The doctor gave her some pills. For a while they worked until the dreams returned. Stronger tablets were prescribed in addition to a holiday. Only on the holiday she began to feel and act in a way that was most unlike her. She would bust into tears for no reason. Of course she told anyone who would listen that it was that time of the month. It was the time when woman behave in strange ways. Only those like Aggie McFarland knew why woman did this.

The mood swings George experienced worsened. She took to drinking more. Her appearance became more unkempt. She neglected the children and ignored the support from her husband and her family. They said that she was depressed. George was given a three month leave of absence by her employer. Her boss was her children’s Godparent. He felt helpless and hopeless. If he were honest part of him was afraid for her sanity. He was glad to see her go even though he would never have admitted it.

So it was that George went to the big house by the shore accompanied by a friend. Each day she walked the long beach. She would look out to sea and feel afraid as she watched the white horses break atop the waves. Locals said you would see her walking with head down without as much as a smile. They said there was often moistness in her eyes even on the brightest of days. She seemed, they said, to be dragging some invisible weight behind her.

Late into the night Gorge would go drinking alone in the pub were Aggie McFarland spent the evening smoking her pipe. Aggie took particular pleasure in ignoring the new smoking ban. She continued to drink whiskey that was given as gifts. These were gifts from too many people who owed her more that they could ever say. These were gifts from locals living far in foreign lands who would return each year on holiday simply to settle what was owed on account of Aggie McFarland without any questions asked.

Aggie had noticed George. She had seen the like of her before. Aggie felt sad. More and more there seemed to be the like of her. “Sure wasn’t that the way of the world,” she thought. Then she remembered and in the silence of her heart she affirmed her real connection and said, “At least it is the way of this world.” Aggie had increasingly seen the affects of what was called in the old stories, “the sleeping sickness.” This she knew was a sickness older than time. She also knew how to cure it. So she waited. Aggie knew that this beautiful woman would eventually arrive at her cottage. There she would be given the time it needed and the silence it needed to go beyond sleep.

And so it was. One evening George and Aggie McFarland met before the fire when the troubled young woman had arrived at some unrecognized cottage. George thought she had taken a wrong turning. Aggie McFarland knew that this turning was not in her ankles. It was in her heart. Aggie knew that George was ready.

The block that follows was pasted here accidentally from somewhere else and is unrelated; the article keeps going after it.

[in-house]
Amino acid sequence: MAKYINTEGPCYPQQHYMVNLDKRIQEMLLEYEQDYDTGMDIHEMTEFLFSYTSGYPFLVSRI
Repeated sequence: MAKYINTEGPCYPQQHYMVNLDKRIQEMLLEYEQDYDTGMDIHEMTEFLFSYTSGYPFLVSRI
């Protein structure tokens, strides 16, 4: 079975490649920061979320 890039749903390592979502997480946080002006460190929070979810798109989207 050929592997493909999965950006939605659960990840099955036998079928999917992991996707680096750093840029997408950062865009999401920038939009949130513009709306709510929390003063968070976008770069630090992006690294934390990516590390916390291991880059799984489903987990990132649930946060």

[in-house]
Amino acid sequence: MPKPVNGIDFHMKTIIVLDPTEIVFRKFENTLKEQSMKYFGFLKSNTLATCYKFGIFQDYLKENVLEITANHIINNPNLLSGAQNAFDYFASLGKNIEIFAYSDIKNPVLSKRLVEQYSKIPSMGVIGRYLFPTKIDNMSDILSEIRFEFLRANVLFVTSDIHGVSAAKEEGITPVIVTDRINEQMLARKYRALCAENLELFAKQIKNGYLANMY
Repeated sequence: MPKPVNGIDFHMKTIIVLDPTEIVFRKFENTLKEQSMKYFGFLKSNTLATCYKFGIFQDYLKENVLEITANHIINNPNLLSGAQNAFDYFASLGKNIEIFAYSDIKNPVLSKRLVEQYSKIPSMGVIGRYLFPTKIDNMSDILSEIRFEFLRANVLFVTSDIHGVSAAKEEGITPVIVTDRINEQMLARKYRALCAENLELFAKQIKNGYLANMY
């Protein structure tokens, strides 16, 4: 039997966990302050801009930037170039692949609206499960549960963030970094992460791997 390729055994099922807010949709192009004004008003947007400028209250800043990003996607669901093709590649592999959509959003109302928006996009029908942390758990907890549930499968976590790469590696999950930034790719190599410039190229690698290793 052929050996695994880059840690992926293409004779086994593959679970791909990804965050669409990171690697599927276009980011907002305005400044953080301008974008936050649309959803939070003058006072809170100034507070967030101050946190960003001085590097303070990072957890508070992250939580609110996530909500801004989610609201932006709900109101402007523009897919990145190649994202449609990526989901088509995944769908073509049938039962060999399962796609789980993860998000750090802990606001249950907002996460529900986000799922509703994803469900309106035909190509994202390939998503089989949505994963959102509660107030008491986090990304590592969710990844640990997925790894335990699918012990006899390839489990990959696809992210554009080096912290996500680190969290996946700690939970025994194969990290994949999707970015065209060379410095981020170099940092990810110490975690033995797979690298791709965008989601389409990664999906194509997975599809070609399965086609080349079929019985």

George entered a small and dark room. Although the old woman sat smoking by the fire the air was clear and in the room there was a sweet and pleasant smell. George would recall that there was something in the room that she could not describe. Later she would say it felt like some other presence was there. She said that it felt that she had gone, not only through a door into the cottage, but also through a doorway in time. It was, she said, as if time had stopped in this little cottage half a mile from nowhere.

George felt a little strange. Sitting beside this old woman she felt as if she was known in ways that no one else knew her. She felt that this old woman was like a mirror and in this mirror she could see all that she had put away as unacceptable in herself. These were the shadows of her life that no one knew about. These shadows were not known to her husband and to any of her family. Yet this old woman knew. She knew what troubled George and George felt that soon she too would know. George felt that soon the nightmares would end and she could get some sleep. Soon, very soon she felt she would get her old life back.

But she was wrong. She would not get her life back. Aggie McFarland would see to that.
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Re: Anam Cara

Postby Randall » Mon Feb 22, 2010 6:54 pm

And so it was that George and Aggie McFarland sat alone in an old Irish cottage one half mile from nowhere. One sat as a being happy to be all one. The other sat as a person of deep sorrow. They sat in communion. This was the real communion were at least one of those present can disappear and still be there.

Aggie listened. Aggie listened in a way that no one in his world of time ever listens anymore. Aggie listened from a deep pool of silence that is the most creative place any one of us can ever gift the other. In this deep pool of silence all judgement has gone. All that is left is a space full of clarity and compassion. This was the space that allowed George to pour her heart out.